Morarji Desai, India's 83-year-old caretaker prime minister, today announced his resignation as head of the Janata Party and said he was withdrawing from Indian politics after losing a two-week power struggle for the country's leadership to his arch-rival, Charan Singh.

Singh, 76, the leader of India's northern farmers, spent the day trying to form a new government.

Desai was virtually thrown out of the leadership of the Janata Party, which defeated former prime minister Indira Gandhi in a general election two years ago.

In his letter of resignation, which was unanimously accepted, Desai said: "I shall not hereafter take part in any political activity."

He had clung to party leadership despite a major revolt inside Janata and finally had to give up office after President Sanjiva Reddy yesterday called on Singh, who has more support in Parliament than Desai, to form a new government.

Singh said he expects to name his Cabinet and take the oath of office Saturday as the fifth prime minister of this nation of 635 million.

Meanwhile, the Congress Party, which has been in opposition for two years, decided to join Prime Minister-designate Singh's party in forming a coalition government, rather than simply support a Singh government from outside.

The new government is expected to be an unstable one, however.

Singh's biggest bloc in the 538-member lower house of Parliament will be his own Janata Secular Party, which consists of 92 defectors from Desai's Janata Party. He also counts on the support of the Congress Party's 75 votes, the pro-Soviet Communist Party's seven votes, and the 72 votes of Indira Gandhi's breakaway Congress Party.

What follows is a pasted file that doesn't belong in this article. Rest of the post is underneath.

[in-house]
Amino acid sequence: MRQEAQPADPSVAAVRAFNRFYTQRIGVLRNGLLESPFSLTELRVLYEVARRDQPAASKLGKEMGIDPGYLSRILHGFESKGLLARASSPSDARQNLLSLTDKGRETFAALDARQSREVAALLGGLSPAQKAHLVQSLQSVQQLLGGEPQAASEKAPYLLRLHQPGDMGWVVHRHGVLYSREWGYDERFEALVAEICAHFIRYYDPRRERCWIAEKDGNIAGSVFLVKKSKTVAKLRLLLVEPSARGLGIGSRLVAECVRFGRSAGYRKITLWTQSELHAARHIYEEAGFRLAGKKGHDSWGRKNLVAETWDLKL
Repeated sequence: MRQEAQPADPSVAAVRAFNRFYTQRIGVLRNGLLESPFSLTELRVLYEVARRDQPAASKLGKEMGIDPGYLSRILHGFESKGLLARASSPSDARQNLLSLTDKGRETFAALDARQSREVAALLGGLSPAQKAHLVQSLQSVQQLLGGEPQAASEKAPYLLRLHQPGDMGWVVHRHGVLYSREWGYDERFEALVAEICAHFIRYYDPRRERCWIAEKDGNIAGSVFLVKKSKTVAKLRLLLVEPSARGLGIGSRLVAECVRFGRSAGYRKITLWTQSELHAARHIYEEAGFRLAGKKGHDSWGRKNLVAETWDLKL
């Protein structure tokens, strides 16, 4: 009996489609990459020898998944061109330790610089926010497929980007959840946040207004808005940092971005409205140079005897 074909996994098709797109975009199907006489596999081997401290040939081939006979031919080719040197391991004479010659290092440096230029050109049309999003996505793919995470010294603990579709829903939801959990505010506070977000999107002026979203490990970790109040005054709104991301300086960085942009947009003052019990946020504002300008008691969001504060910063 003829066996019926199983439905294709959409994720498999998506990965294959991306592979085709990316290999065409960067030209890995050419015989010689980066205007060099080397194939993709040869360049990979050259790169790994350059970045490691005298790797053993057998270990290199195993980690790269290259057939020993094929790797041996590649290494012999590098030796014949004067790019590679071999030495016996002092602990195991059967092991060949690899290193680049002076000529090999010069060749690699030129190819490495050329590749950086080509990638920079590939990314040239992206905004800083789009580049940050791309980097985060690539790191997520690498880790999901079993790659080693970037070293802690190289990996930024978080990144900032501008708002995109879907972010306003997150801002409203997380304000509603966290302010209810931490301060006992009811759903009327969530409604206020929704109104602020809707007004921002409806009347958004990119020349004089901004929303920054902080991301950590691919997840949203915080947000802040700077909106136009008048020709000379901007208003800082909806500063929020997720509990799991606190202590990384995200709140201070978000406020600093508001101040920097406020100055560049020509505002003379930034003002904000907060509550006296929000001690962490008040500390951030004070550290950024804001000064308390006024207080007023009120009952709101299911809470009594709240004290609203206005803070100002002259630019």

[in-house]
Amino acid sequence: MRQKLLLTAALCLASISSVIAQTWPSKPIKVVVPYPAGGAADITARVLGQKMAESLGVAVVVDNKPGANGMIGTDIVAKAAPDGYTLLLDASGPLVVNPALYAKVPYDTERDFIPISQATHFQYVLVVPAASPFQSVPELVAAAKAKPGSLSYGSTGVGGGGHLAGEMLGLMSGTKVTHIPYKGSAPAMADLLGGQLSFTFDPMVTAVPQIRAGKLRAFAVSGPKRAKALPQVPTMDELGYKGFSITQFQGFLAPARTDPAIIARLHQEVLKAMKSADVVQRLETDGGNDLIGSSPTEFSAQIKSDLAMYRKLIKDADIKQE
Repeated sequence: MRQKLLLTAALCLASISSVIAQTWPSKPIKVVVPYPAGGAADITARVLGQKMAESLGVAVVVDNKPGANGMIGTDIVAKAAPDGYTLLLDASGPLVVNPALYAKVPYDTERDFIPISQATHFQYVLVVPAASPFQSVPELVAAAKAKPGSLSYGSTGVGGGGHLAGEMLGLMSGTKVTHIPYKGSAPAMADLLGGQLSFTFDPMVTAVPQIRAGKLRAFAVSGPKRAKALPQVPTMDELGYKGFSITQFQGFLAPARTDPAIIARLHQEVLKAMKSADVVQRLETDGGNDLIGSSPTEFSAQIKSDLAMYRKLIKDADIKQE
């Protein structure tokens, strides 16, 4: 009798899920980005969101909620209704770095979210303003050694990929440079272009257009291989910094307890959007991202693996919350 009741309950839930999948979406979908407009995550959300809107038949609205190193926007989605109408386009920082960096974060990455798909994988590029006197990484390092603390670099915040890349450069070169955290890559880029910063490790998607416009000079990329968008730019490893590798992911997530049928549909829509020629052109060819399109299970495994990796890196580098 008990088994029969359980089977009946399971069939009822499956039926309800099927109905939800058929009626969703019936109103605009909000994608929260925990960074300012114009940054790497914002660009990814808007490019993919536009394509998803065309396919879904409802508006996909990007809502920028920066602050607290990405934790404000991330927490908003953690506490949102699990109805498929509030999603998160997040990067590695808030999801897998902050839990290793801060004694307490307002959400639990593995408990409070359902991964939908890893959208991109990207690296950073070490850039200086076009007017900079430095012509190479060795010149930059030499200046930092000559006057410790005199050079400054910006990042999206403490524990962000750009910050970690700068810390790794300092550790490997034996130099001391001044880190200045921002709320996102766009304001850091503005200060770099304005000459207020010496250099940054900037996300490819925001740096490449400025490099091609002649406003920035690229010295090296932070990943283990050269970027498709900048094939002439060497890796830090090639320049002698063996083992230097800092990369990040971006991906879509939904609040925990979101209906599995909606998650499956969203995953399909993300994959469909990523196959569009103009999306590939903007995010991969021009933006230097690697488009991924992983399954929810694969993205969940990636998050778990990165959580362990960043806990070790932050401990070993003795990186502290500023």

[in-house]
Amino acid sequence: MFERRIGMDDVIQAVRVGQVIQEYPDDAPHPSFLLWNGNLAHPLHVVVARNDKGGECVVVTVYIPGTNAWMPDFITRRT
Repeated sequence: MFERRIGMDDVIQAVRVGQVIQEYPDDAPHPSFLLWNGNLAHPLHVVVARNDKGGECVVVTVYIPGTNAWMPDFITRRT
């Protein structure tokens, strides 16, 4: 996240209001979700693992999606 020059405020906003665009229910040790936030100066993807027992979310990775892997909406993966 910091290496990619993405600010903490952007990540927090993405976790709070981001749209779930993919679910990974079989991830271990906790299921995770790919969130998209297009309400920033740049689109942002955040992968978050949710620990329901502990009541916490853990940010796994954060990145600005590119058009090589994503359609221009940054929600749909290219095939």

The Gandhi party has announced it will not join the government, but will only back it in Parliament.

The slim, 280-seat majority Singh claims in the lower house is made up of Gandhi foes and partisans who are likely, observers say, to be as incompatible as the cobra and the mongoose.

After Desai resigned today as Janata Party parliamentary chief, former defense minister Jagjivan Ram, 71, unofficial leader of India's 100 million untouchables, was unanimously elected by the party to replace him.

Singh asserted that any suggestion of a deal to halt the prosecution of Gandhi and her son Sanjay for their actions during her 1975-77 period of emergency rule was "an unmitigated lie." But it seemed likely that unless the new government stalled the drive to put her on trial, the 72 members of her Congress Party would withdraw their support and bring the government down.

The mass defection of Singh followers from the Janata Party forced Desai out of office and prevented him from returning to power.

Although Singh's revolt ended Desai's majority by reducing his faction of the Janata Party to 209 members, it is still the largest single group in Parliament.

Desai's refusal to step down as Janata Party leader had effectively prevented Ram from making his own bid to form a new government.

Ram was rated by most political commentators as having a better chance than Desai of gathering the necessary support to form a new administration.